East Meets West: Korean Deviled Eggs



I wish I could say these Korean Deviled Eggs were a subconscious effort to marry my two identities: an epicurean metaphor to unionize my Korean cultural identity and Westernized shell.

But in all honesty, the thought didn’t even cross my mind until I wrote this post. And truth be told, I just had some left over kimchi stinking up the fridge that I had to get rid of before my roommate thought something else died in our kitchen.

Why do deviled eggs get such a bad rap? What’s so offensive about a creamy mixture of slightly salt, slightly tangy mashed egg yolks served in its own shell. Especially since an egg is one of the world’s most perfect foods, along with garlic, cheese and burritos. Obviously.

But first, the perfect hard boiled egg without getting that sewage green colored layer around the hard boiled yolk. There are a lot of directions floating around the web, but it’s pretty simple.

Get your water to a rolling boil BEFORE you put the eggs in the pot.

Make sure your eggs are at room temperature before you lower them into the pot (if they’re cold, the initial contact with the hot water will crack the shells)

Set timer for 7 minutes and boil until it goes ding ding ding.

Set boiled eggs in a bowl of ice water to stop the cooking.

Crack shells after they cool and lower them back into the ice water to loosen the shells for a peeling good time.


Korean Deviled Eggs

Soy-Sauce Eggs

Start by semi-hard boiling 6 eggs for half the usual time, 3.5 minutes. Once you’ve shelled them, lower them in a mixture of equal parts soy sauce and water and let them simmer for approximately 20 minutes on low heat.  They should start getting a nice brown coloring.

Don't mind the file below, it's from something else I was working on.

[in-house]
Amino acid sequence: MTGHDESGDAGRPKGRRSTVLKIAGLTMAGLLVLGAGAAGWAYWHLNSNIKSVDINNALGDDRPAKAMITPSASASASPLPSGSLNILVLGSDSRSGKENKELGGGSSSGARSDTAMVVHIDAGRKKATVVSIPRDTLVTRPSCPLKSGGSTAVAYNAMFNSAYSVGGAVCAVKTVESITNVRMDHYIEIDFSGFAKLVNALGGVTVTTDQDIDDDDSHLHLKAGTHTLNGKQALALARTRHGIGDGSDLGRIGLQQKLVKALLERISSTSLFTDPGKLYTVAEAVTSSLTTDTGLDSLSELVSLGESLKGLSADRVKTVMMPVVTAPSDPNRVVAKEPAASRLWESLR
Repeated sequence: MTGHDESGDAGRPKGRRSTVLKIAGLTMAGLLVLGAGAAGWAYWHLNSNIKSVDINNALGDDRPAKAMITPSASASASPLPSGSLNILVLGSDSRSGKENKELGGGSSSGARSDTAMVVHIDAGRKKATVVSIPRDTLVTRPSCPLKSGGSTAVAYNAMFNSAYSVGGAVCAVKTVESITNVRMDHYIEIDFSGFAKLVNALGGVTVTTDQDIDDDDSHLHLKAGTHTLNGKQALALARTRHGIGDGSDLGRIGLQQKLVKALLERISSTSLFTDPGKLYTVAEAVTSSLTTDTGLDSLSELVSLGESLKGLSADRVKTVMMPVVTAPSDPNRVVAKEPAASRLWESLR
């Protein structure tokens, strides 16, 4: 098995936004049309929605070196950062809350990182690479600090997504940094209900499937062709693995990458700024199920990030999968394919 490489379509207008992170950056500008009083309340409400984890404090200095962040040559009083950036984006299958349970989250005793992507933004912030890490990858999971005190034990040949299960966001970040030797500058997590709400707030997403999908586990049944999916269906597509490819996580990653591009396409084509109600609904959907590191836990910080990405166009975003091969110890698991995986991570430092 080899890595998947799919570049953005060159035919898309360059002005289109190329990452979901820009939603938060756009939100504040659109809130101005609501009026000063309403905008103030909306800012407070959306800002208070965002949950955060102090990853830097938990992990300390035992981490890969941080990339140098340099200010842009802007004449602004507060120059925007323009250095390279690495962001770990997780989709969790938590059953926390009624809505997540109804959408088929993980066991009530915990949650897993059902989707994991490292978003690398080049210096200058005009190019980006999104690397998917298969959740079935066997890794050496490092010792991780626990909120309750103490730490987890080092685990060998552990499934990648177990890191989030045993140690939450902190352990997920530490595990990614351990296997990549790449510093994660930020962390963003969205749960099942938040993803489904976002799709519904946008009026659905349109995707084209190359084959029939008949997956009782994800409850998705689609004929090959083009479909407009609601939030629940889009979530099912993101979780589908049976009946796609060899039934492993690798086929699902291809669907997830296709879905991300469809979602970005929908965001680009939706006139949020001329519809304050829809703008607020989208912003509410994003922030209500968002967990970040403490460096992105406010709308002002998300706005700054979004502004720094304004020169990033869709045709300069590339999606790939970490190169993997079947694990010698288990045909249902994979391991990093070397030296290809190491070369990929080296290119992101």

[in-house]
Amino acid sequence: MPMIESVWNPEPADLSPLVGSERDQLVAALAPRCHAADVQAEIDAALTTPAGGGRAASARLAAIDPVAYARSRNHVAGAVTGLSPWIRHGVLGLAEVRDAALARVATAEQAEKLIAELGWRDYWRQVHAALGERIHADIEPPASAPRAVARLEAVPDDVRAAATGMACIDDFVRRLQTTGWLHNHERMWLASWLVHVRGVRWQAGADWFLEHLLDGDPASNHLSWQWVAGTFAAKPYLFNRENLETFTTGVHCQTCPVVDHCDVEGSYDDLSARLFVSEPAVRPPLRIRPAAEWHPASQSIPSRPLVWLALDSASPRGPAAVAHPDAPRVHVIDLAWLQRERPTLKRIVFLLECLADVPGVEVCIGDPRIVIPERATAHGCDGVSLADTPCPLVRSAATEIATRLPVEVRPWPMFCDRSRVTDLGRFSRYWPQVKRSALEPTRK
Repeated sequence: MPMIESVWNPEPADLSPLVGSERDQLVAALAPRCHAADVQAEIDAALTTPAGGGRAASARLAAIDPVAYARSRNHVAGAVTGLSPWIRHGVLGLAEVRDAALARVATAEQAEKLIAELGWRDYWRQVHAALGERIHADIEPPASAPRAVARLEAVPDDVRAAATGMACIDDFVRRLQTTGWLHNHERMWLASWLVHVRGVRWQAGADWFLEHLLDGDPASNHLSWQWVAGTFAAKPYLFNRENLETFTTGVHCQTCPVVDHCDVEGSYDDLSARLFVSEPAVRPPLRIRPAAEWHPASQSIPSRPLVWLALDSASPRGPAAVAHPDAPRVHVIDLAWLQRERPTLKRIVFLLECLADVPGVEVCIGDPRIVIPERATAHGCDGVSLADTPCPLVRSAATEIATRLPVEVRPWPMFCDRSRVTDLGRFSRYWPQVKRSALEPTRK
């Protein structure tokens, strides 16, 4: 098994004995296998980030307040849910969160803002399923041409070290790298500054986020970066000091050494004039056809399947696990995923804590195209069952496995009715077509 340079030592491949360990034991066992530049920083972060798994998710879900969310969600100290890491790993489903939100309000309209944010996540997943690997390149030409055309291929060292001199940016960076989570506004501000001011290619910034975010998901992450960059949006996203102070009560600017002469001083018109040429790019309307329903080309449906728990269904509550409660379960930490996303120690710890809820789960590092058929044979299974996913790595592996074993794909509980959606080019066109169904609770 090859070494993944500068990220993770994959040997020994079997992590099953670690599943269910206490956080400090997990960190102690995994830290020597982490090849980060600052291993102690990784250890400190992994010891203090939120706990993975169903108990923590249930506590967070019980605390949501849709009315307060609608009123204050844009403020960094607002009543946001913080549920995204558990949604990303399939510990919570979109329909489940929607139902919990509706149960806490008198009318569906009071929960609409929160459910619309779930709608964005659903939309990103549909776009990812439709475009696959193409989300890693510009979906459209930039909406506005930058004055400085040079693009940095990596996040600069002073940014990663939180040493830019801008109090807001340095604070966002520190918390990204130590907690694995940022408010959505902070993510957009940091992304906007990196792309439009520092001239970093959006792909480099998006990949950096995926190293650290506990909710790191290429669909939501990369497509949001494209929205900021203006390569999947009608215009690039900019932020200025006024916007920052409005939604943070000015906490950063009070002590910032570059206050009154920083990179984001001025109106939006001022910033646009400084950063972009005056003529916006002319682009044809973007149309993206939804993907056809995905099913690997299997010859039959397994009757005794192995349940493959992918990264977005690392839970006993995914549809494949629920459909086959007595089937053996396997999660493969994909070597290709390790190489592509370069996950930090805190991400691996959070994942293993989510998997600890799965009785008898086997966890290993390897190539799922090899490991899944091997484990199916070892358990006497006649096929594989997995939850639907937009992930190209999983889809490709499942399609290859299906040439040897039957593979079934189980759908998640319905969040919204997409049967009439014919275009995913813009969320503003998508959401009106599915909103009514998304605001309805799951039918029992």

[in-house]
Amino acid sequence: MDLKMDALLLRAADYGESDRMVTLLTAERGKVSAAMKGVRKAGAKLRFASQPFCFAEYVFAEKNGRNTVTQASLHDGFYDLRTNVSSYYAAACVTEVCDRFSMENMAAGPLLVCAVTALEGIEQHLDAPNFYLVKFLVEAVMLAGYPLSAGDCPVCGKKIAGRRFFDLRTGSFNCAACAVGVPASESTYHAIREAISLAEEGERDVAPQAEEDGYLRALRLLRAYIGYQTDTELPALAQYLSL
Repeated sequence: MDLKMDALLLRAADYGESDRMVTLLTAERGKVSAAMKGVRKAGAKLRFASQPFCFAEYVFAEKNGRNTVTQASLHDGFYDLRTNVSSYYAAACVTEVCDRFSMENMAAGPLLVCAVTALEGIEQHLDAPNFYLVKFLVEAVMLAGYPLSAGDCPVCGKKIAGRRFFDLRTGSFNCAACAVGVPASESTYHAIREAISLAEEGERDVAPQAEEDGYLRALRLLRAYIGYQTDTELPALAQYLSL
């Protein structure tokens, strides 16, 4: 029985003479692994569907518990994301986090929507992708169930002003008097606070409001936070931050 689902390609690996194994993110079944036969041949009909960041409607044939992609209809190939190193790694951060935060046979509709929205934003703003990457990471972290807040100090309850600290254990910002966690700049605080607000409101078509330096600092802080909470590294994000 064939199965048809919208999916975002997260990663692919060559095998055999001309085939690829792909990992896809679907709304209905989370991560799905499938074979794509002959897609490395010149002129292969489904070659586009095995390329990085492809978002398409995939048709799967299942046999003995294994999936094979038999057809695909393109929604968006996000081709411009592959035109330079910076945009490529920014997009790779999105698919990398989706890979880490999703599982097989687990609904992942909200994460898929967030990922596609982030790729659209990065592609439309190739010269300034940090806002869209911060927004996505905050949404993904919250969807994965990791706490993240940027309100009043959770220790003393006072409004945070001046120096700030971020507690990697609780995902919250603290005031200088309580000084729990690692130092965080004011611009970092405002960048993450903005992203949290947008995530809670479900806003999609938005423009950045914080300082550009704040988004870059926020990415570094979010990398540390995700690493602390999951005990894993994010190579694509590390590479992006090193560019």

Let them sit in the mixture for another 10-15 minutes or until you get the color you desire. Some recipes have these eggs seep for a much longer time which I was nervous about, but I think if you keep them at a low enough heat, you should do well without overcooking them and getting that green ring around the yolk.

Kimchi-yolk filling

Slice soy sauce eggs in half and scoop out  the yolk halves into a bowl.

Add about 1/4 cup of mayonnaise, 1/4 chopped kimchi, 1/2 tspn of wasabi, 1 1/2 tbpsn of chopped chives, and as many squirts of Srirachi (thai-style hot chili sauce) you’d like.

Mash up together and spoon into the egg white halves.

Garnish with leftover chives.

Afterthought: these aren’t the most breathe-friendly canapes to serve at a dinner party. So either serve these with a shot of mouthwash, or only invite couples too apathetic towards one another to care, whichever is easier.


9 Responses to “East Meets West: Korean Deviled Eggs”

  1. 1 Sean

    garlic, cheese, burritos

    garlic burrito?

  2. 2 foodyi


  3. 3 smelly

    are you talking about me and Lindsey? You ARE, aren’t you!??!

  4. 4 foodyi


  5. 5 Scott

    I can only imagine how bad your breath (and farts were) after that! I’m surprised this is good with super fermented kimchee.

  6. 6 foodyi

    Don’t you know the staying power of kimchi? It lasts forEVER. When’s our next food marathon??

  7. Hi this blog is great I will be recommending it to friends.

  8. 8 Shanna

    this reminds me of the good old days back at Pi PHi, when all we had to eat on the weekends was hard boiled eggs and toast…

  9. Firstly, let me commend your clearness on this subject. I am not an expert on this subject, but after studying your article, my understanding has improved well. Please allow me to snatch your rss feed to stay in touch with any inflowing updates. Fabulous job and will pass it on to supporters and my blog followers.

Leave a Reply

Fill in your details below or click an icon to log in:

WordPress.com Logo

You are commenting using your WordPress.com account. Log Out / Change )

Twitter picture

You are commenting using your Twitter account. Log Out / Change )

Facebook photo

You are commenting using your Facebook account. Log Out / Change )

Google+ photo

You are commenting using your Google+ account. Log Out / Change )

Connecting to %s

%d bloggers like this: